I see Alison’s expression soften, ever so slightly. ‘I expect you did. But not enough.’

‘I’m not here to condemn you’ she says, after I’ve had a chance to compose myself. ‘I mean, I have my opinions of course, but what I think is irrelevant.’
‘What’s this all been for then?’
‘You mean you didn’t need to have this conversation?’
I nod resignedly. Fair enough.
‘It seems to me that you were under the illusion that your life could be perfected. You thought that if you could just sort out the early part of your life – what happened with your parents and your education, that somehow everything else would fall into place. You’d no longer be this frustrated renegade outsider character and you could relax and enjoy life.
‘And to a great extent you achieved that and you can be justly proud of your achievement. And you did it without going to the other extreme and becoming a tycoon or a megalomaniac. You retained an admirable humility and sense of justice. Not everybody does.
‘Unfortunately as it turned out you found that something else took its place. Your fear of unworthiness and undesirability meant that you couldn’t help yourself craving more and more female company even when you had a perfectly good woman waiting for you at home. Your fear of loneliness meant you couldn’t bear to leave an unhappy relationship even when you found you were perfectly capable of meeting other women. You became what I suppose would once upon a time have been termed a womaniser. For a while there you became a jerk. I’m sure you’d agree.
I nod.
‘But if you do want my judgement, for what it’s worth, it’s that this is all a bit self-indulgent. It’s really not very terrible, in the grand scheme of things. You behaved like a jerk, true, and you feel badly about it, as you should, but I can tell you right here and now I’ve heard much worse. You’re not a monster, so... The main injury, it seems to me, is to your good opinion of yourself.’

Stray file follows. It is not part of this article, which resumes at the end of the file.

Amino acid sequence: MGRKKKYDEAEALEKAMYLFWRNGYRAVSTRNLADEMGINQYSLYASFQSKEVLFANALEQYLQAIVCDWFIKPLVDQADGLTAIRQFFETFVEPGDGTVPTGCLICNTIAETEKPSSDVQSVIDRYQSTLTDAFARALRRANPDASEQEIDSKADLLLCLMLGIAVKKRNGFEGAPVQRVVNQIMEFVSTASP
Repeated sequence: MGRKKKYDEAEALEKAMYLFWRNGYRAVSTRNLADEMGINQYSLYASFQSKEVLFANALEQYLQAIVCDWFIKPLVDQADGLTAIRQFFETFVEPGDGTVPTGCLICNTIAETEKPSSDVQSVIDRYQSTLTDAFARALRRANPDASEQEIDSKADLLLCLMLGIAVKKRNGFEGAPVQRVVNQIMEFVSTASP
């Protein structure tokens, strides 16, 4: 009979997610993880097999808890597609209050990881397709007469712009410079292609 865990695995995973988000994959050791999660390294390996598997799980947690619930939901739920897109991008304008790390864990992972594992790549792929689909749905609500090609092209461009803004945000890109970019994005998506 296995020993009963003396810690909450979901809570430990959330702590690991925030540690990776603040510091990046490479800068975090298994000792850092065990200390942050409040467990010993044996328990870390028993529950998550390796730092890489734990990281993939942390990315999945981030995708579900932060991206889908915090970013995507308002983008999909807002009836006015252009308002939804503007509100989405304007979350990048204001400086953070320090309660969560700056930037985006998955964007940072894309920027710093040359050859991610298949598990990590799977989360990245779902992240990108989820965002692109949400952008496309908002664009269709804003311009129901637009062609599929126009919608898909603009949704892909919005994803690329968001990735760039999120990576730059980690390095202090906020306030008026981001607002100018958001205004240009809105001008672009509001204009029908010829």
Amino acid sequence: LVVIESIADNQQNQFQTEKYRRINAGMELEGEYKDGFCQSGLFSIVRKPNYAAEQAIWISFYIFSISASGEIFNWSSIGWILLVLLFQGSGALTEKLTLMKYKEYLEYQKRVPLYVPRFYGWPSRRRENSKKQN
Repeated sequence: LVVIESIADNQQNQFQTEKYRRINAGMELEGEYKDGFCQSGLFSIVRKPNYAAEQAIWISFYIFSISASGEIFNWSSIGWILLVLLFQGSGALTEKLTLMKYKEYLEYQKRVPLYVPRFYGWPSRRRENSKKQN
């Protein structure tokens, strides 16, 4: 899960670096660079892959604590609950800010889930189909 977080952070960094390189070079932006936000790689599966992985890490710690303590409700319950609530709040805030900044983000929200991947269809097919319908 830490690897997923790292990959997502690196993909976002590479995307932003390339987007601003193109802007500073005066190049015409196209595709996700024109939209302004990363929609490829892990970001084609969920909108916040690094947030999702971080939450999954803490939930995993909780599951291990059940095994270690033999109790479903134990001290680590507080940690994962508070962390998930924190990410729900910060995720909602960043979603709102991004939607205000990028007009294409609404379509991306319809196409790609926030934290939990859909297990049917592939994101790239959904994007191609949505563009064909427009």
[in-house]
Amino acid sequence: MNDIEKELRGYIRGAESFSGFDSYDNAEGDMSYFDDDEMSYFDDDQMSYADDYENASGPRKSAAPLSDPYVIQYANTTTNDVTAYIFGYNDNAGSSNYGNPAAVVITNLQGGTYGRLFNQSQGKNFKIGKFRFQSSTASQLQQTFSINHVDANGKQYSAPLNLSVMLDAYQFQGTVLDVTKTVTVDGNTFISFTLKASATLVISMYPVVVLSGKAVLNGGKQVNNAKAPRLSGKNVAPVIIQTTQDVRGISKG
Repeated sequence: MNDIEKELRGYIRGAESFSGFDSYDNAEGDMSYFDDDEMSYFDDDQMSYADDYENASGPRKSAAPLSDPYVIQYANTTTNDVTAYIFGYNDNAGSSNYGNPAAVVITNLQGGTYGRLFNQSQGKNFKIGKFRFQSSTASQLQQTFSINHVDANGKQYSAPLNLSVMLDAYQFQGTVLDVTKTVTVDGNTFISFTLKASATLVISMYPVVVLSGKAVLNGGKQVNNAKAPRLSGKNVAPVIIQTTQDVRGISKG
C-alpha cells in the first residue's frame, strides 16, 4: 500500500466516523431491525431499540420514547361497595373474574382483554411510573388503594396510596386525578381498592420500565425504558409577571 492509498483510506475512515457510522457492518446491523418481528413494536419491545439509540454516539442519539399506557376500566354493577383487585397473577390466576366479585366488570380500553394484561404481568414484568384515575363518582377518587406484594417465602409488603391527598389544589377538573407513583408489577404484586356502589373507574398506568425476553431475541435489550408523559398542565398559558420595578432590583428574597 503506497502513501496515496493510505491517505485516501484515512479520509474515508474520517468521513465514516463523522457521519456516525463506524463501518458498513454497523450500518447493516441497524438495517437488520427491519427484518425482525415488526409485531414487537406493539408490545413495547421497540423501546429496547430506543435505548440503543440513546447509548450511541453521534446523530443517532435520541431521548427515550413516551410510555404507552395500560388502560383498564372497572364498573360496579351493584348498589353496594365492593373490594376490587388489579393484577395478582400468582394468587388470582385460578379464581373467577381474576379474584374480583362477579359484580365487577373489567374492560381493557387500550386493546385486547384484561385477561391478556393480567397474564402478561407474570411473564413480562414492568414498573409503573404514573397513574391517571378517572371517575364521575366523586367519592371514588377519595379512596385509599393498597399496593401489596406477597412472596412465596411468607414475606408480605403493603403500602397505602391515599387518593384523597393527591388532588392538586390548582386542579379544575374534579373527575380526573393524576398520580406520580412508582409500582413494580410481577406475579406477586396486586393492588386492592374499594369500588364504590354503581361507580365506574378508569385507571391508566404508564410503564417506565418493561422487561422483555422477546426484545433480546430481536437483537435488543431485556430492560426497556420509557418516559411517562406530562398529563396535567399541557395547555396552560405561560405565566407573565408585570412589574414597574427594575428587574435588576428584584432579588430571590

We sit for a time in silence. I expect her to make the sign of the cross and give me some Hail Marys to do but instead she sits silently and leaves me alone with my remorse.

Just as I’m wondering if it’s time for me to leave she sorts out a fresh page, picks up her pen and says ‘Moving on...’
After I’ve had a little time to blow my nose, drink some water and generally sort myself out she continues ‘What happened next? Did you carry on teaching?’
‘For a while. Obviously I didn’t have a pension. Nobody did. I did some gardening.’
‘Yes, I got quite good at it actually – pruning and weeding. Out in all weathers. It kept me fit, tanned.’
‘I expect that would have made your father proud.’
I know she’s trying to be funny but it pisses me off anyway.
‘I wouldn’t have given him the satisfaction’ I say. ‘If he couldn’t be happy for me because of who I was there was no way I was going to give him the pleasure of being happy that I did what he always said I’d end up doing.’
Alison takes a moment for me to calm down again. ‘I can see you’re still very angry with him.’
‘Well, I wasn’t, not before. When I died he’d been gone thirty years. It all seemed a very long time ago. But now... Now it all feels like he’s still here, or like I’m back there.’
‘Do you think you’ll ever forgive him?’
I take a moment to consider.
‘To be honest I don’t know what that means. I mean, on the one hand, what’s to forgive? He did alright, considering we probably weren’t even related - yes that had occurred to me - and I honestly can’t be sure. We looked a lot like each other – same eyes, but I really can’t say. I don’t even know if it mattered all that much in the end. They did their best as they saw it, fed me, clothed me, provided a roof etcetera. But they were from a different generation weren’t they. They didn’t think about children the way we think about children now. It was all so much more, I don’t know, business-like in those days wasn’t it – functional. That’s just how it was...’
I don’t really believe this. If they’d stopped and thought for a moment surely they’d have realised you can’t leave a child to play on his own for five years and expect him to grow up normal? I still haven’t worked out if I was entitled to want what I wanted or if I should have just put up with it. ‘Life isn’t fair’ mum always used to say, as if that made it all ok.
‘And on the other hand?’ she prompts.
‘What? Oh, on the other hand, doesn’t forgiveness require some sort of contrition? Shouldn’t they, to some extent feel sorry for what they did, do you think, or shouldn’t they at least have tried to understand?’
‘I don’t know. Maybe it depends on love.’